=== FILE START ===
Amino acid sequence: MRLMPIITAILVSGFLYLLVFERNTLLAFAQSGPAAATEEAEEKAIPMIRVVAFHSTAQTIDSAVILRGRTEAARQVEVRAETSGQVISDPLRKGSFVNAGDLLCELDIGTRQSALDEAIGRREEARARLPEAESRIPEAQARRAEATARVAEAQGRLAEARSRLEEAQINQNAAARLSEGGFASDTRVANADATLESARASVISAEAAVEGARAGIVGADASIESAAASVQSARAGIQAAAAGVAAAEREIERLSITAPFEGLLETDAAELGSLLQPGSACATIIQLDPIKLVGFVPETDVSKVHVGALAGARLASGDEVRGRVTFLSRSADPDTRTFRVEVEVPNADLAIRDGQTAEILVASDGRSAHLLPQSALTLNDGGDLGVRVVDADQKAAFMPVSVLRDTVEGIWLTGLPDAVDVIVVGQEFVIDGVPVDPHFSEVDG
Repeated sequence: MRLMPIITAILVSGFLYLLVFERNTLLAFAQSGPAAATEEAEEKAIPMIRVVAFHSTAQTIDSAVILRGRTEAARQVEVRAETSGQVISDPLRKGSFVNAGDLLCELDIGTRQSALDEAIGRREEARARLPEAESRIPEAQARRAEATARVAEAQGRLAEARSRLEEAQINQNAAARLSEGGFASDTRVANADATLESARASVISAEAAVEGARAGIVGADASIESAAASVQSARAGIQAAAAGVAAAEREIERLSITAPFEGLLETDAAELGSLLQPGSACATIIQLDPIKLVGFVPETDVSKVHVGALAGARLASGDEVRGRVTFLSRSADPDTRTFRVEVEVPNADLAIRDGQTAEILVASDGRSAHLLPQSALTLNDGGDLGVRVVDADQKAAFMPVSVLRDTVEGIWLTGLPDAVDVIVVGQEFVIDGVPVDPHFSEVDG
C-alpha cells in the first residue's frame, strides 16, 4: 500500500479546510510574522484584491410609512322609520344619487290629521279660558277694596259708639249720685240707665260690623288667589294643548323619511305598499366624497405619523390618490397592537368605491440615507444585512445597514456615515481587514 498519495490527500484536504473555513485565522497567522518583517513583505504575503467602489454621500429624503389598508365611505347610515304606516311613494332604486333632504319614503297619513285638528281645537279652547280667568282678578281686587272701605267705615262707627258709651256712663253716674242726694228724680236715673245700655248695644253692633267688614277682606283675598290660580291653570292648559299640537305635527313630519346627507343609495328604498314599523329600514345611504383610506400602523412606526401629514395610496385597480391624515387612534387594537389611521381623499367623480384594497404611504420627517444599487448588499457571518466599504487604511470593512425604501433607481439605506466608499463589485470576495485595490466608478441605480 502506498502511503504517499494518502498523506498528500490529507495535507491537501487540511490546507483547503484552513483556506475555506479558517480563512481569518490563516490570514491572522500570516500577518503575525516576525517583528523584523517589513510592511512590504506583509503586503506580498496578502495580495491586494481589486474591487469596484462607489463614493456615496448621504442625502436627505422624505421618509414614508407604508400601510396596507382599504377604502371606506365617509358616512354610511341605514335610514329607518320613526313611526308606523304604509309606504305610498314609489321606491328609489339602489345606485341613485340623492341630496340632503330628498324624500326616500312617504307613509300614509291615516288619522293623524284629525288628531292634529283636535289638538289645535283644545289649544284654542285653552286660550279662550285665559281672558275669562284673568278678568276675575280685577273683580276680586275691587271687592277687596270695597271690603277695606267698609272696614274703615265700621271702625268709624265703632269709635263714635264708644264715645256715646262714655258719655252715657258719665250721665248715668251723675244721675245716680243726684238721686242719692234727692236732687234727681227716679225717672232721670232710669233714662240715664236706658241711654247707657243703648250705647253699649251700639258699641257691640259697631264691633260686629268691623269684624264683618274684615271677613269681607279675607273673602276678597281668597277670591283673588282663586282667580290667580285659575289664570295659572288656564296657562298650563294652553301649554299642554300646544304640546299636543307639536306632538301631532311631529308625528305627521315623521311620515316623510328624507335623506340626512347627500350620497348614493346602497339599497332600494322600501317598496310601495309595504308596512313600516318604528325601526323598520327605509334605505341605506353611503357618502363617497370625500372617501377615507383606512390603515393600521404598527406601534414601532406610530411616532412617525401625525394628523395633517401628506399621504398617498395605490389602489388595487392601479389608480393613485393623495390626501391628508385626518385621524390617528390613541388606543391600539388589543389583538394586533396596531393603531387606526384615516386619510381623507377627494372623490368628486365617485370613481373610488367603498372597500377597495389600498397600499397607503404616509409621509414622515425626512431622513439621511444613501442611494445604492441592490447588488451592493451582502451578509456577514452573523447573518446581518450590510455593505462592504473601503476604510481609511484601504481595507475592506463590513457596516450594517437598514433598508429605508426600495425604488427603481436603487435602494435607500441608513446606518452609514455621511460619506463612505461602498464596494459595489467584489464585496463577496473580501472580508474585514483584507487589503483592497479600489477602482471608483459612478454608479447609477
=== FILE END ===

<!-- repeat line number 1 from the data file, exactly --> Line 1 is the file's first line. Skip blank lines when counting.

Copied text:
Amino acid sequence: MRLMPIITAILVSGFLYLLVFERNTLLAFAQSGPAAATEEAEEKAIPMIRVVAFHSTAQTIDSAVILRGRTEAARQVEVRAETSGQVISDPLRKGSFVNAGDLLCELDIGTRQSALDEAIGRREEARARLPEAESRIPEAQARRAEATARVAEAQGRLAEARSRLEEAQINQNAAARLSEGGFASDTRVANADATLESARASVISAEAAVEGARAGIVGADASIESAAASVQSARAGIQAAAAGVAAAEREIERLSITAPFEGLLETDAAELGSLLQPGSACATIIQLDPIKLVGFVPETDVSKVHVGALAGARLASGDEVRGRVTFLSRSADPDTRTFRVEVEVPNADLAIRDGQTAEILVASDGRSAHLLPQSALTLNDGGDLGVRVVDADQKAAFMPVSVLRDTVEGIWLTGLPDAVDVIVVGQEFVIDGVPVDPHFSEVDG